Due to the lack of 16x9 enhancement, you will notice some aliasing. This is customary with non enhanced discs, I'm used to it with laserdisc so it doesn't bother me so.
"I once caught a fish this big"
No-one can do a soundtrack like those found in a James Cameron film. Plain and Simple, well maybe Lucas and Spielberg. The soundtrack on this disc is exceptional, with the entire second half being demo quality.
This is an artificial soundtrack done right, if you know what I mean. Every possible object that can make a sound, does make a sound. Footsteps on the deck, hands sliding across a painting, tea cups being placed in their saucer, they're all there.
As for the ambience, well, there's always something going on around you. In the opening scene where the subs are deep down near the titanic, you'll hear the motors humming around you and then the little bubbles rising to the surface from all directions.
For all you bass fans, you're going to enjoy the engine room. In a small cinema setting like your lounge room, be prepared to feel a little more bass than what you'd get in the cinema. The 'bang' for your buck is tremendous.
I've always felt that the soul of the movie is the musical score and James Horners score is of an epic scale and at times very haunting. I've had the CD soundtrack for over a year now but having that same music with the images to go with it makes an immense difference.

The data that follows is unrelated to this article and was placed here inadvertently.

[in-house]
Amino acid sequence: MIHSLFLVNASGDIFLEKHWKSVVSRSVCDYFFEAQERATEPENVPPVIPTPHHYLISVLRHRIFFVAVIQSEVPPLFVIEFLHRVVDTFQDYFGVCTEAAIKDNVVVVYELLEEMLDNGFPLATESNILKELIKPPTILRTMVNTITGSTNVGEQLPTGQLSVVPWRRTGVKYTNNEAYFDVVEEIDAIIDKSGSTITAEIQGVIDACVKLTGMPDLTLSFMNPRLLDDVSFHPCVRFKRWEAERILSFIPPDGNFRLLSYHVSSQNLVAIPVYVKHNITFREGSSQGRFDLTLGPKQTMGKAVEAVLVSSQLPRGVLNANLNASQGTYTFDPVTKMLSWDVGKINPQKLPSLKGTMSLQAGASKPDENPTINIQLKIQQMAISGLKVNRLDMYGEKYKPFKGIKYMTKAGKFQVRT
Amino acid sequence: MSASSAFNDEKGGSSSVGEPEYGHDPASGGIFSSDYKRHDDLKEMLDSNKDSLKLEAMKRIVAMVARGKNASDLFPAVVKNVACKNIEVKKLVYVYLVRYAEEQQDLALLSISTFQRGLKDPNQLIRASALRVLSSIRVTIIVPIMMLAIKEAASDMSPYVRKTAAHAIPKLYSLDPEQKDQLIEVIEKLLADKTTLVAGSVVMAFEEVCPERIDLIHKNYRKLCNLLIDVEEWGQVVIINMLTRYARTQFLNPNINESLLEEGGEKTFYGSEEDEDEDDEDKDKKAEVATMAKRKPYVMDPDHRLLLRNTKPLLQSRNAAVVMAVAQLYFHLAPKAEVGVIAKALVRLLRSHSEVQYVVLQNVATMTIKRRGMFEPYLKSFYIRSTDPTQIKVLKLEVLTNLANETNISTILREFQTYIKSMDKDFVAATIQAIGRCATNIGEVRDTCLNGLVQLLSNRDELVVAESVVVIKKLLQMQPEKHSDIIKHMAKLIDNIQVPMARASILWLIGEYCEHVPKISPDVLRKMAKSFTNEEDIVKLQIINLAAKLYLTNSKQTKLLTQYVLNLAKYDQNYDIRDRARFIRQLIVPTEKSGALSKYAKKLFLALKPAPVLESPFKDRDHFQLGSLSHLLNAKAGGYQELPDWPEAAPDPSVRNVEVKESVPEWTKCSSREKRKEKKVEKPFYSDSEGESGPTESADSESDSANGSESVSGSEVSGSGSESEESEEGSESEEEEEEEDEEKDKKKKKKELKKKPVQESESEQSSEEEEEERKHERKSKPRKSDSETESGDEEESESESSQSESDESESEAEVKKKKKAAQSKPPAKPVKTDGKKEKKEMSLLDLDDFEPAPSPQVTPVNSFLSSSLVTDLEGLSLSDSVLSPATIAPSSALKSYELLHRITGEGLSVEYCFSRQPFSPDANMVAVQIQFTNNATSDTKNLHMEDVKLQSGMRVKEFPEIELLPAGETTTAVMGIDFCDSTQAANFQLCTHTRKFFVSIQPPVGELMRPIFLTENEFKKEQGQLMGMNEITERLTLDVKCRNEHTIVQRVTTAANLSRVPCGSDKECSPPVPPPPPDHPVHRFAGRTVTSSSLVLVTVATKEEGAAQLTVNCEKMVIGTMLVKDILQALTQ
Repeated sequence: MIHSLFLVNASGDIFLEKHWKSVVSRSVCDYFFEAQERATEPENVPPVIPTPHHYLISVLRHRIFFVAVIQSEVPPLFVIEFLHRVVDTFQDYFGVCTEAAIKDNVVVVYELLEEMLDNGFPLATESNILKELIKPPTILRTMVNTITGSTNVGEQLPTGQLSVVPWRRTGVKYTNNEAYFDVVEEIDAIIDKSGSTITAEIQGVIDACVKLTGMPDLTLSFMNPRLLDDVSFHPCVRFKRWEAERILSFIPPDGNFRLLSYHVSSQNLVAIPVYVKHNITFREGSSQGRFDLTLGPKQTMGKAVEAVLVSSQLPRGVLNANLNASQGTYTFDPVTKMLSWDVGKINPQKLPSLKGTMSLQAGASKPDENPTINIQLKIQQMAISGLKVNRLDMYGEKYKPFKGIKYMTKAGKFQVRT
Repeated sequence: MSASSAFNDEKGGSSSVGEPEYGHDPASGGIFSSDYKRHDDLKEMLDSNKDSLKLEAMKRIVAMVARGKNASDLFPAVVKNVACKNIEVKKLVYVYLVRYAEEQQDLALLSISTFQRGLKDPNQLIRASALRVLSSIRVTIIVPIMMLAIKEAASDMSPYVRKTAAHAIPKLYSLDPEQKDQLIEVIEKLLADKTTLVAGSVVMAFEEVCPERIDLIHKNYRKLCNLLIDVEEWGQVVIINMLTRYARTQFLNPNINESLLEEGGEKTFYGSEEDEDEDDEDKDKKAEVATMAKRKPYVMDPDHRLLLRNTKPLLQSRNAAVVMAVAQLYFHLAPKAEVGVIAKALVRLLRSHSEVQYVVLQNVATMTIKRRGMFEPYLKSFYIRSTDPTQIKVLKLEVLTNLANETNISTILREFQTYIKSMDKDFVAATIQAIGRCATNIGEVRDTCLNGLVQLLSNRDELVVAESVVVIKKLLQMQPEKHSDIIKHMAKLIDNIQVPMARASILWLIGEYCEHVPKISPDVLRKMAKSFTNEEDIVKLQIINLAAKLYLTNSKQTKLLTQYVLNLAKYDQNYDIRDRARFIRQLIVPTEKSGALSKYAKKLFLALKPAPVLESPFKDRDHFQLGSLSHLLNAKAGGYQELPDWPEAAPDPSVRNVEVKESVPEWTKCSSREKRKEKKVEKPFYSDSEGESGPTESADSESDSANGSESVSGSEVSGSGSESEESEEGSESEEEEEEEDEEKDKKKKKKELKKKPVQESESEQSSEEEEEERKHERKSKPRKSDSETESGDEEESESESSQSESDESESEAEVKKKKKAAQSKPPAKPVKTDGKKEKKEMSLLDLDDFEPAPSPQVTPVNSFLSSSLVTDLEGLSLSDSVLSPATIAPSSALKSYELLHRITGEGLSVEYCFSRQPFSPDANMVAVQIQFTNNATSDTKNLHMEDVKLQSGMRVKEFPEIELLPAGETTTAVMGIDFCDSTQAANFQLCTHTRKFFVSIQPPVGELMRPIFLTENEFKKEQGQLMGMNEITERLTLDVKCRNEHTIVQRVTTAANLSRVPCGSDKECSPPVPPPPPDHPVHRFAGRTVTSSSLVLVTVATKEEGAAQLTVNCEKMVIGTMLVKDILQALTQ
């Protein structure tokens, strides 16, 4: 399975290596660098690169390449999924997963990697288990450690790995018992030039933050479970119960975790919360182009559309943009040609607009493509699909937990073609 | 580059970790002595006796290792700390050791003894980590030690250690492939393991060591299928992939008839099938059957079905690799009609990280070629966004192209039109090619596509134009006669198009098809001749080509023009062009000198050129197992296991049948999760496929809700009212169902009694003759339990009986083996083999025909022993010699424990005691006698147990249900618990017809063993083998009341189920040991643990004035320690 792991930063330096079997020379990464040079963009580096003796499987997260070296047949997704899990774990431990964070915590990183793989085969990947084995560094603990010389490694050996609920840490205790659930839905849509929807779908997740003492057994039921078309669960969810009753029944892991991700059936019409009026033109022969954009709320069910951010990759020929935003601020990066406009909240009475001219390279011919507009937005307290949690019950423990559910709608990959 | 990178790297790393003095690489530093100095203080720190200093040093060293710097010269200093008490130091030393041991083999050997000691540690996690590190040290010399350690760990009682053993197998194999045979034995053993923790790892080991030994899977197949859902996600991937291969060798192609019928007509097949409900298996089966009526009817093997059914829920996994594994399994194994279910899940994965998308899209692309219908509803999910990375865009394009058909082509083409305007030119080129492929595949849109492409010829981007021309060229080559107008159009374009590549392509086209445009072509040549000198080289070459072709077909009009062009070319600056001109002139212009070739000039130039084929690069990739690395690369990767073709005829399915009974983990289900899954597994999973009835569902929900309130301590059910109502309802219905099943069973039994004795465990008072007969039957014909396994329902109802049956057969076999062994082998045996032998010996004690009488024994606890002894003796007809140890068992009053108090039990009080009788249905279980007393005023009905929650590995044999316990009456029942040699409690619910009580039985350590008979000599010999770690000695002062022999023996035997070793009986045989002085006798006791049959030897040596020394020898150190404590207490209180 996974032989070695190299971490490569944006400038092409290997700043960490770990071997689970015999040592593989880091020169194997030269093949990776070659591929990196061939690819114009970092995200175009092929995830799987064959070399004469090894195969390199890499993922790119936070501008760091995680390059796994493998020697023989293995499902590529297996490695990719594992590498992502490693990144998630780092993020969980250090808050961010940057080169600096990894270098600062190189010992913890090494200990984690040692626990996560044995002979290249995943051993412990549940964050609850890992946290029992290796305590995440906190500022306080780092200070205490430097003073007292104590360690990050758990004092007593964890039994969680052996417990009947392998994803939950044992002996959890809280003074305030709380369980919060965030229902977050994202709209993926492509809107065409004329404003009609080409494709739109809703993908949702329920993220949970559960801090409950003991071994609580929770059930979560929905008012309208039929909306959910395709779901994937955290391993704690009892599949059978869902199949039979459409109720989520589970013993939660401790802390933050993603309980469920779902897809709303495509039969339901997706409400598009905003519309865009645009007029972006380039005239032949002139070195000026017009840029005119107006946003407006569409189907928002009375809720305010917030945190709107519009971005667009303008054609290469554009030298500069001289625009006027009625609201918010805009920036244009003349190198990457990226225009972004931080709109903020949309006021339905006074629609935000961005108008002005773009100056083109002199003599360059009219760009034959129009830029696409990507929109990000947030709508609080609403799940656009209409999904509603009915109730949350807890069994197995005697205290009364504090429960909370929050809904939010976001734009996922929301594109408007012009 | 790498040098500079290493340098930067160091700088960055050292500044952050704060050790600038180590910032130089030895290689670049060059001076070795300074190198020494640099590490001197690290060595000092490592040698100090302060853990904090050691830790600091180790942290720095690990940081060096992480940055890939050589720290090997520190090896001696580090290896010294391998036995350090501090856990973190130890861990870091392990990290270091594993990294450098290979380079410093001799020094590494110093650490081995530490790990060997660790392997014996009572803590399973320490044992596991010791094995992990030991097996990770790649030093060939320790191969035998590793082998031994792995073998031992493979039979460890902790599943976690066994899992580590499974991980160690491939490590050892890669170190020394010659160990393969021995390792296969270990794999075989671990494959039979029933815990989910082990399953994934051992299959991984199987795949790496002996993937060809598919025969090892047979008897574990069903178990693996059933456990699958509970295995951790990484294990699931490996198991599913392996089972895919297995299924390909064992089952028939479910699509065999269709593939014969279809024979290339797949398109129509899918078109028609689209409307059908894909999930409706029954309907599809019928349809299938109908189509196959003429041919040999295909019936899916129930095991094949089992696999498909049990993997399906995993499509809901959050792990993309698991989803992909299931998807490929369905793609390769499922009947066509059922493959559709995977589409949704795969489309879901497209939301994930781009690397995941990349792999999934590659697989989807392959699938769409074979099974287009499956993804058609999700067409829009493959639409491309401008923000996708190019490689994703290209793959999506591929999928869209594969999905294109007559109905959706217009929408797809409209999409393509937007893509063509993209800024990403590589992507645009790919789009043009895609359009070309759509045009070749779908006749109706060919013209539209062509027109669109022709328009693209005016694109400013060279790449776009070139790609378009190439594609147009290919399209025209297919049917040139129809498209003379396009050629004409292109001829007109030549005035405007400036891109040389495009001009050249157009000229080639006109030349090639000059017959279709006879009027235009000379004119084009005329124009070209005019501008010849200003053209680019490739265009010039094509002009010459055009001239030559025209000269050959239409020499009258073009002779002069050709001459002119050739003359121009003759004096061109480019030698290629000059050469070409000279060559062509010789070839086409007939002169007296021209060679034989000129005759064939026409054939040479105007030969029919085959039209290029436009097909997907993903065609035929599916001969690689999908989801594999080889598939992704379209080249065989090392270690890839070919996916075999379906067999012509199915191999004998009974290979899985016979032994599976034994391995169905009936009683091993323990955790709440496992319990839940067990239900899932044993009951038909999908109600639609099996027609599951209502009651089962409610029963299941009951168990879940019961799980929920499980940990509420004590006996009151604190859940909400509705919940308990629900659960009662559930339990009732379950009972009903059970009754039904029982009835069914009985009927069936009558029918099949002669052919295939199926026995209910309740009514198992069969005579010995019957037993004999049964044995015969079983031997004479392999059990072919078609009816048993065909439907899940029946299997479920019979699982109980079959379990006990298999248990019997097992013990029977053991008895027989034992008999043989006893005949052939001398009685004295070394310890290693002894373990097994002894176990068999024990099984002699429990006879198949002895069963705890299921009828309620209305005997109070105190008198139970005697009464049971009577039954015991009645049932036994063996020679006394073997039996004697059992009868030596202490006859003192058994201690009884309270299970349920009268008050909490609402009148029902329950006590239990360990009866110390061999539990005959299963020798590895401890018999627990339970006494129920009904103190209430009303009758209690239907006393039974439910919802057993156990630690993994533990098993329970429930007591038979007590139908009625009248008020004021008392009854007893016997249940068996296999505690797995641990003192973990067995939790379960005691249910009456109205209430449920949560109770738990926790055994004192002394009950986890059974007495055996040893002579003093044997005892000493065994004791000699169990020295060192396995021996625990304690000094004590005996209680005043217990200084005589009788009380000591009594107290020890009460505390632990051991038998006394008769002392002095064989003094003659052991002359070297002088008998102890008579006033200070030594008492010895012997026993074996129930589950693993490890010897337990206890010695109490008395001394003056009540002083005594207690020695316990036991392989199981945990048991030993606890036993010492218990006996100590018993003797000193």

Dialogue is always clear and at the correct levels. You can't help but feel that the amount of effort to get this disc right was enormous.
Jack first sets his eyes on Rose
If any of you have seen the trailer on the dts demo disc then you'll realise that the trailer on this disc is not the same one. The narration for this one begins as "Take a journey back in time". It is presented at 1.85:1 in 2 channel stereo. It's not the best quality video or sound so don't expect to tantalise your friends using this as a prelude to the movie.
The menu screen starts of as an animated menu but once you skip to the scene selection or setup, it becomes static.
As you insert the disc into your player you are forced to sit through a few 'ATTENTION' screens, right from here you can see just how good this disc is going to look. I know it's just a bunch of text on the screen but it's the best looking text I've seen.
Finally, you get the THX intro screen before the movie. Is this the first region 4 THX disc?
Down she goes.
I waited through the VHS release, then the laserdisc release until I had the dvd version. Am I disappointed? Not in the least apart from the 16x9 enhancement but I can live with that for now.
I can honestly say this movie had more impact on me watching it at home than on the big screen, I can't explain why but it did. It's a beautiful movie, one of my favorite 3 hour movies and a worthy addition to my collection.
The entire package of audio and video is a great combination to promote dvd and the movie itself, with it's huge success at the box office will ensure alot more people will show interest in this little thing we know of called 'dvd'.